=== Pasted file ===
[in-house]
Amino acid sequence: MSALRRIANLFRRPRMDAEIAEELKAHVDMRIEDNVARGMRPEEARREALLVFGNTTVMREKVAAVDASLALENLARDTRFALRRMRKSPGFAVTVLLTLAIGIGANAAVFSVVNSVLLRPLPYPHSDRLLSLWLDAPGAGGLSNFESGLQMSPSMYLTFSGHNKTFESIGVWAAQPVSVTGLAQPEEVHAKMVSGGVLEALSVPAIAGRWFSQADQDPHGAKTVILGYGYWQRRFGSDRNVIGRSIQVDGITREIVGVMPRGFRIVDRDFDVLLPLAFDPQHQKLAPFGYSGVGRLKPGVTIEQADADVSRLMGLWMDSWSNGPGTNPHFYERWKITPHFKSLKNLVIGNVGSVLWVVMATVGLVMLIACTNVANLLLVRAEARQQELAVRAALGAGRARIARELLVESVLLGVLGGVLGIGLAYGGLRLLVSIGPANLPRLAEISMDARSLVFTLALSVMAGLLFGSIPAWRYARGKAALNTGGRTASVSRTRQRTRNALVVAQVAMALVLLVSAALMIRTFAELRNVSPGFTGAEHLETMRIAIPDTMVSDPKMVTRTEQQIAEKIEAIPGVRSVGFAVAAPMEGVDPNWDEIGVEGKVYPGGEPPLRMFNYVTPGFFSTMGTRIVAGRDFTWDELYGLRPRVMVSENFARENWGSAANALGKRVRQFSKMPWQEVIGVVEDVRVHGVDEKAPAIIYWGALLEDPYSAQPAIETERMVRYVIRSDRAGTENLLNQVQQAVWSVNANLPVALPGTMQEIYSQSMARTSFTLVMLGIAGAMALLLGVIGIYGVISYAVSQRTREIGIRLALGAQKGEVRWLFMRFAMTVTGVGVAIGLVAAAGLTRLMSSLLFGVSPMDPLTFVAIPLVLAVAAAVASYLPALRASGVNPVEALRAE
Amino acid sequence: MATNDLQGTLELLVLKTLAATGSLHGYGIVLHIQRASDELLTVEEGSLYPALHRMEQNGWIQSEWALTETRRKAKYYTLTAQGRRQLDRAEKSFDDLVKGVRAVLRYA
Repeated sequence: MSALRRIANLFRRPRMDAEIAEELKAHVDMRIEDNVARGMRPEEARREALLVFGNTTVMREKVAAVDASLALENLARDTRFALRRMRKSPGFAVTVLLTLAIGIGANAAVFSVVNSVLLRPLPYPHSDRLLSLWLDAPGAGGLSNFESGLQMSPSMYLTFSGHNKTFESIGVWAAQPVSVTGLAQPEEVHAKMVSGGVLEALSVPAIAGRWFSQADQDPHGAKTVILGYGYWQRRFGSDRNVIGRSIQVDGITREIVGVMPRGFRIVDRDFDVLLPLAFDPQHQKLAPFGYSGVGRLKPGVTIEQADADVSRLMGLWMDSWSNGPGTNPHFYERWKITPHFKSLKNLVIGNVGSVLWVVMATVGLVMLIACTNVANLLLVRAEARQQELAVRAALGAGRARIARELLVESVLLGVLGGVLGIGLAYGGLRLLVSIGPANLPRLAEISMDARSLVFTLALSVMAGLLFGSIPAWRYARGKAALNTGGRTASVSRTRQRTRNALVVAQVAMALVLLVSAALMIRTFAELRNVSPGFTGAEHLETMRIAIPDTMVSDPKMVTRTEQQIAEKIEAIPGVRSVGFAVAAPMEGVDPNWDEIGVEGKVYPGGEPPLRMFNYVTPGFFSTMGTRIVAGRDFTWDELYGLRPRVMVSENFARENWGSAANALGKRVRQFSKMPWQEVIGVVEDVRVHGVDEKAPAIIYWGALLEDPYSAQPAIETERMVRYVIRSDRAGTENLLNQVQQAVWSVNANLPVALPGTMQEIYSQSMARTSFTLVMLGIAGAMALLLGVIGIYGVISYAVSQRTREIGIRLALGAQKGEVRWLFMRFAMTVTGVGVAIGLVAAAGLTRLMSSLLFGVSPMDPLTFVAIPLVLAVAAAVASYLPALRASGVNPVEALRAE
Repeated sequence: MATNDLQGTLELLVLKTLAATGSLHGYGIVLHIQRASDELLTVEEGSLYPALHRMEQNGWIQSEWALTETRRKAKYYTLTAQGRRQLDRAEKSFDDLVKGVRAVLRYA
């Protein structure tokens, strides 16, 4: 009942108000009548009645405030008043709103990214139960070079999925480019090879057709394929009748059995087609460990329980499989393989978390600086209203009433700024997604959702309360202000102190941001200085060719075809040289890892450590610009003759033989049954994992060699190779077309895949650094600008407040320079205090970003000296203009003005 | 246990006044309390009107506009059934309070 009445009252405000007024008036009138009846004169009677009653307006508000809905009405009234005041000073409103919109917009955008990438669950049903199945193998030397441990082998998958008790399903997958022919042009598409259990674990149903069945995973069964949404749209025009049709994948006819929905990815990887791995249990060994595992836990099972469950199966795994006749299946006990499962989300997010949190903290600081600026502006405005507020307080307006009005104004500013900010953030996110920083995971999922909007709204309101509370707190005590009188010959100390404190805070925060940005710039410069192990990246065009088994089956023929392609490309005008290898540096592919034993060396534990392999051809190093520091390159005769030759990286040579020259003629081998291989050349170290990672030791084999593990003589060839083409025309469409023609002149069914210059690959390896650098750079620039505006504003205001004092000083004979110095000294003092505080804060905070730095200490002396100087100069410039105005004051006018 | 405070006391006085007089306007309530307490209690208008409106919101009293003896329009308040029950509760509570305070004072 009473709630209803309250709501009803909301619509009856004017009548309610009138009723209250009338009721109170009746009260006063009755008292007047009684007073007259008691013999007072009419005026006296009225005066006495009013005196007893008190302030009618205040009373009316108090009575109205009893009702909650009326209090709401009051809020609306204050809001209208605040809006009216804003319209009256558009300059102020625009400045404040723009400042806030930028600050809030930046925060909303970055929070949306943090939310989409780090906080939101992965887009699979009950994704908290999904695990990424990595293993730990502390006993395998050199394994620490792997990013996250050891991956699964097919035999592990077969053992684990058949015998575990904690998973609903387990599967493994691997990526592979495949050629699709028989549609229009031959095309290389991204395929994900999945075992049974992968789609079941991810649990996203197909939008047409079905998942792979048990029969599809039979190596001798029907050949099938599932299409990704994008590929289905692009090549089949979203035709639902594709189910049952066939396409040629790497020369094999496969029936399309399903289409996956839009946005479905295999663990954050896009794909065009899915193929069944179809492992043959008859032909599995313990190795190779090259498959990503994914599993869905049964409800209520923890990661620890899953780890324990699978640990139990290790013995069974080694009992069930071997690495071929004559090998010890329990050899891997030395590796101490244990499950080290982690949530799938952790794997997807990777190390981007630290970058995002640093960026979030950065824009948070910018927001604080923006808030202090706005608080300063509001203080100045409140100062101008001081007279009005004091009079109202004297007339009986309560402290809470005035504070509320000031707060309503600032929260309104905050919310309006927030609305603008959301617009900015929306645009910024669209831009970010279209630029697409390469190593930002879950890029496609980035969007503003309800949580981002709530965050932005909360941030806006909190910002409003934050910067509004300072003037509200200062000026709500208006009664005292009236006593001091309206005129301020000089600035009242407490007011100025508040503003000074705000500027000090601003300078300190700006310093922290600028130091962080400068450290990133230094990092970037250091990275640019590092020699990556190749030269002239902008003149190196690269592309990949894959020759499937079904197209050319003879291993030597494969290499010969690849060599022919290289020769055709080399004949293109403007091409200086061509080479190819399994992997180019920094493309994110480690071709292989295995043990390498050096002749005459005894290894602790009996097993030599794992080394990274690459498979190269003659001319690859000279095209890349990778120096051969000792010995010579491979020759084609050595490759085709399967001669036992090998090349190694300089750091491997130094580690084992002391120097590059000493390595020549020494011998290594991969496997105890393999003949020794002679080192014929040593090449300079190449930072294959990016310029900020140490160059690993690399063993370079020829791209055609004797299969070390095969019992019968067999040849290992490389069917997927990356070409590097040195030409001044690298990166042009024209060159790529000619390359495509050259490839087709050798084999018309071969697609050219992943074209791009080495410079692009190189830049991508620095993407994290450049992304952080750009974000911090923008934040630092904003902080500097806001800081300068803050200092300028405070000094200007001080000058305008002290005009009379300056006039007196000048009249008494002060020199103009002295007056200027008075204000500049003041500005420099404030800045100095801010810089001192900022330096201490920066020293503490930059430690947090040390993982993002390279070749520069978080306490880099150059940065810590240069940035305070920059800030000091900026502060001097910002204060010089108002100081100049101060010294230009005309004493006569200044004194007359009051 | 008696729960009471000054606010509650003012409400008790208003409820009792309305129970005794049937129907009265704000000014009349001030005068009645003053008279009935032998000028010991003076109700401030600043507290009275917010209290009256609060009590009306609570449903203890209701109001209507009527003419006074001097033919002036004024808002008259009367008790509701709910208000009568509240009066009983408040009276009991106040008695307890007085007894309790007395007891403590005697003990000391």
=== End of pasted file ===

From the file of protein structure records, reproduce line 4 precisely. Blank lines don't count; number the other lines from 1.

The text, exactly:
Repeated sequence: MSALRRIANLFRRPRMDAEIAEELKAHVDMRIEDNVARGMRPEEARREALLVFGNTTVMREKVAAVDASLALENLARDTRFALRRMRKSPGFAVTVLLTLAIGIGANAAVFSVVNSVLLRPLPYPHSDRLLSLWLDAPGAGGLSNFESGLQMSPSMYLTFSGHNKTFESIGVWAAQPVSVTGLAQPEEVHAKMVSGGVLEALSVPAIAGRWFSQADQDPHGAKTVILGYGYWQRRFGSDRNVIGRSIQVDGITREIVGVMPRGFRIVDRDFDVLLPLAFDPQHQKLAPFGYSGVGRLKPGVTIEQADADVSRLMGLWMDSWSNGPGTNPHFYERWKITPHFKSLKNLVIGNVGSVLWVVMATVGLVMLIACTNVANLLLVRAEARQQELAVRAALGAGRARIARELLVESVLLGVLGGVLGIGLAYGGLRLLVSIGPANLPRLAEISMDARSLVFTLALSVMAGLLFGSIPAWRYARGKAALNTGGRTASVSRTRQRTRNALVVAQVAMALVLLVSAALMIRTFAELRNVSPGFTGAEHLETMRIAIPDTMVSDPKMVTRTEQQIAEKIEAIPGVRSVGFAVAAPMEGVDPNWDEIGVEGKVYPGGEPPLRMFNYVTPGFFSTMGTRIVAGRDFTWDELYGLRPRVMVSENFARENWGSAANALGKRVRQFSKMPWQEVIGVVEDVRVHGVDEKAPAIIYWGALLEDPYSAQPAIETERMVRYVIRSDRAGTENLLNQVQQAVWSVNANLPVALPGTMQEIYSQSMARTSFTLVMLGIAGAMALLLGVIGIYGVISYAVSQRTREIGIRLALGAQKGEVRWLFMRFAMTVTGVGVAIGLVAAAGLTRLMSSLLFGVSPMDPLTFVAIPLVLAVAAAVASYLPALRASGVNPVEALRAE